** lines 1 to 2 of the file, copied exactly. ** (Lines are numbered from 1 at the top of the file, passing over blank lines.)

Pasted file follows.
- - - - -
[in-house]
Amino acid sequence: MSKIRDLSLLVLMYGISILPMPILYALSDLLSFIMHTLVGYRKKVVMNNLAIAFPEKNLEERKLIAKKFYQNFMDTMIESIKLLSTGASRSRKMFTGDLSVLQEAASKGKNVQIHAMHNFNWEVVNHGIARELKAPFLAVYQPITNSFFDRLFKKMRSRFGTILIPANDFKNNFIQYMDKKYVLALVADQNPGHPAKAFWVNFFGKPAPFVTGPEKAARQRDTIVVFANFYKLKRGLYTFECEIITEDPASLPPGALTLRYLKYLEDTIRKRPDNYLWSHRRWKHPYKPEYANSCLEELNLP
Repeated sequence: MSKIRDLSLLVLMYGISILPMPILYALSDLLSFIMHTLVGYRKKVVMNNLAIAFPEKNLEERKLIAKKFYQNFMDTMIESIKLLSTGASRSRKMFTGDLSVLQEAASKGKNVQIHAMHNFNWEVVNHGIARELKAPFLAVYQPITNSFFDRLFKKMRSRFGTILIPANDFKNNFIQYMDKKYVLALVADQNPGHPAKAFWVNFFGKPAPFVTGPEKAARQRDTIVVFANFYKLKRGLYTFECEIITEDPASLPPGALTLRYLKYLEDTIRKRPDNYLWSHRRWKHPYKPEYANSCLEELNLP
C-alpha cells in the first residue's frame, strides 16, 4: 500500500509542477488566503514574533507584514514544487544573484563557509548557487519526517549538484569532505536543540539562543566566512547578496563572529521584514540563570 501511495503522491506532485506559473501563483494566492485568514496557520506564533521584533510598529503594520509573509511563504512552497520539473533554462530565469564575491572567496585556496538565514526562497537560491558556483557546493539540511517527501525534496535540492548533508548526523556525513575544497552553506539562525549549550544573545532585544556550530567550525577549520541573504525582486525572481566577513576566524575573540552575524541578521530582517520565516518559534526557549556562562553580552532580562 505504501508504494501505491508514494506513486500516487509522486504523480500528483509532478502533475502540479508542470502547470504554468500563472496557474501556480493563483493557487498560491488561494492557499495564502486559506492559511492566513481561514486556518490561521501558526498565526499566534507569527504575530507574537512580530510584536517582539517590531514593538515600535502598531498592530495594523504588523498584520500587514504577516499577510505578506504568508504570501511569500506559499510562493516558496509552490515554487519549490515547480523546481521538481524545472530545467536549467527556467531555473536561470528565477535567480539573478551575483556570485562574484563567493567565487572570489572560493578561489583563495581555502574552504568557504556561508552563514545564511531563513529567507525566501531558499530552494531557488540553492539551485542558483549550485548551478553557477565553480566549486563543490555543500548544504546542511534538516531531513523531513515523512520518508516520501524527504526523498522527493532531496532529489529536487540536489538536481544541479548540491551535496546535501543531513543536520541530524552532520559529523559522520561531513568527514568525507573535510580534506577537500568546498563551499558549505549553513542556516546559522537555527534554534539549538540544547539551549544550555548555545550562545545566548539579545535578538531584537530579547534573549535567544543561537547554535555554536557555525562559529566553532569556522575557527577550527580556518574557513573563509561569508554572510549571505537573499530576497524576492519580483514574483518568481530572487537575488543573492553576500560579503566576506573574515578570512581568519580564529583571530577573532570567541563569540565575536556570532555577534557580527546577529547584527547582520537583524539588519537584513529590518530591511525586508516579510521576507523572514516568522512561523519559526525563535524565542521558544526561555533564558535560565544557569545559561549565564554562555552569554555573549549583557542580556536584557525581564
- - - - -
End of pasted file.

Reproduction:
[in-house]
Amino acid sequence: MSKIRDLSLLVLMYGISILPMPILYALSDLLSFIMHTLVGYRKKVVMNNLAIAFPEKNLEERKLIAKKFYQNFMDTMIESIKLLSTGASRSRKMFTGDLSVLQEAASKGKNVQIHAMHNFNWEVVNHGIARELKAPFLAVYQPITNSFFDRLFKKMRSRFGTILIPANDFKNNFIQYMDKKYVLALVADQNPGHPAKAFWVNFFGKPAPFVTGPEKAARQRDTIVVFANFYKLKRGLYTFECEIITEDPASLPPGALTLRYLKYLEDTIRKRPDNYLWSHRRWKHPYKPEYANSCLEELNLP